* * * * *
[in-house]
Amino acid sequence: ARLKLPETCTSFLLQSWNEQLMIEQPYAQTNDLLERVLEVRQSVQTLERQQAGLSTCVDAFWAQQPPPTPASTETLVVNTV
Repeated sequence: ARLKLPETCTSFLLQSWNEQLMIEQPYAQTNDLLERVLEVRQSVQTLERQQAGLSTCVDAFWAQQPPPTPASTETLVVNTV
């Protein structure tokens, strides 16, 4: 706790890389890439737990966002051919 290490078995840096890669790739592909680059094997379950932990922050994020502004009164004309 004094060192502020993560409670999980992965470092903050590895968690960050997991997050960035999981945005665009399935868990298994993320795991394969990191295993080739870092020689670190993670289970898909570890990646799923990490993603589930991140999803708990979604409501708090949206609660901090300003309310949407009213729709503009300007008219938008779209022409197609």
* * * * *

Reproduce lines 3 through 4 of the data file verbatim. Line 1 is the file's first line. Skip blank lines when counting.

Repeated sequence: ARLKLPETCTSFLLQSWNEQLMIEQPYAQTNDLLERVLEVRQSVQTLERQQAGLSTCVDAFWAQQPPPTPASTETLVVNTV
């Protein structure tokens, strides 16, 4: 706790890389890439737990966002051919 290490078995840096890669790739592909680059094997379950932990922050994020502004009164004309 004094060192502020993560409670999980992965470092903050590895968690960050997991997050960035999981945005665009399935868990298994993320795991394969990191295993080739870092020689670190993670289970898909570890990646799923990490993603589930991140999803708990979604409501708090949206609660901090300003309310949407009213729709503009300007008219938008779209022409197609």